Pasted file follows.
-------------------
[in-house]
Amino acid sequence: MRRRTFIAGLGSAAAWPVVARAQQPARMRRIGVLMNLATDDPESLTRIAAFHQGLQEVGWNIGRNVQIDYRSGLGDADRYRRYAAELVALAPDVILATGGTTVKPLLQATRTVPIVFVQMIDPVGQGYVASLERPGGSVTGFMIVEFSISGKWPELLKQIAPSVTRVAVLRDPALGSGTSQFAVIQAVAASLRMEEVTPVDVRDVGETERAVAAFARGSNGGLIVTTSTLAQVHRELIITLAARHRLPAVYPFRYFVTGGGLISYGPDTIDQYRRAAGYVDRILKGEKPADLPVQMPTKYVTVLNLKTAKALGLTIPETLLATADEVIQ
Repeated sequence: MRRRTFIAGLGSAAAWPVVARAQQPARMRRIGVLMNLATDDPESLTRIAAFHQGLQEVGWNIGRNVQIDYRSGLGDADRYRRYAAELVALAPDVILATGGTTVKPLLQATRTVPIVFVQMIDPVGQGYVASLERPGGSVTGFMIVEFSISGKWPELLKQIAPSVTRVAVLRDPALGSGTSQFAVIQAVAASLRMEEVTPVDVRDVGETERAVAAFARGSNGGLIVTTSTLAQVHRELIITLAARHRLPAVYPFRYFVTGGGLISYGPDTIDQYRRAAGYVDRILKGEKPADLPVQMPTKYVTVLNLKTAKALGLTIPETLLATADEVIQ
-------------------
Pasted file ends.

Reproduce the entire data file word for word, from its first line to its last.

[in-house]
Amino acid sequence: MRRRTFIAGLGSAAAWPVVARAQQPARMRRIGVLMNLATDDPESLTRIAAFHQGLQEVGWNIGRNVQIDYRSGLGDADRYRRYAAELVALAPDVILATGGTTVKPLLQATRTVPIVFVQMIDPVGQGYVASLERPGGSVTGFMIVEFSISGKWPELLKQIAPSVTRVAVLRDPALGSGTSQFAVIQAVAASLRMEEVTPVDVRDVGETERAVAAFARGSNGGLIVTTSTLAQVHRELIITLAARHRLPAVYPFRYFVTGGGLISYGPDTIDQYRRAAGYVDRILKGEKPADLPVQMPTKYVTVLNLKTAKALGLTIPETLLATADEVIQ
Repeated sequence: MRRRTFIAGLGSAAAWPVVARAQQPARMRRIGVLMNLATDDPESLTRIAAFHQGLQEVGWNIGRNVQIDYRSGLGDADRYRRYAAELVALAPDVILATGGTTVKPLLQATRTVPIVFVQMIDPVGQGYVASLERPGGSVTGFMIVEFSISGKWPELLKQIAPSVTRVAVLRDPALGSGTSQFAVIQAVAASLRMEEVTPVDVRDVGETERAVAAFARGSNGGLIVTTSTLAQVHRELIITLAARHRLPAVYPFRYFVTGGGLISYGPDTIDQYRRAAGYVDRILKGEKPADLPVQMPTKYVTVLNLKTAKALGLTIPETLLATADEVIQ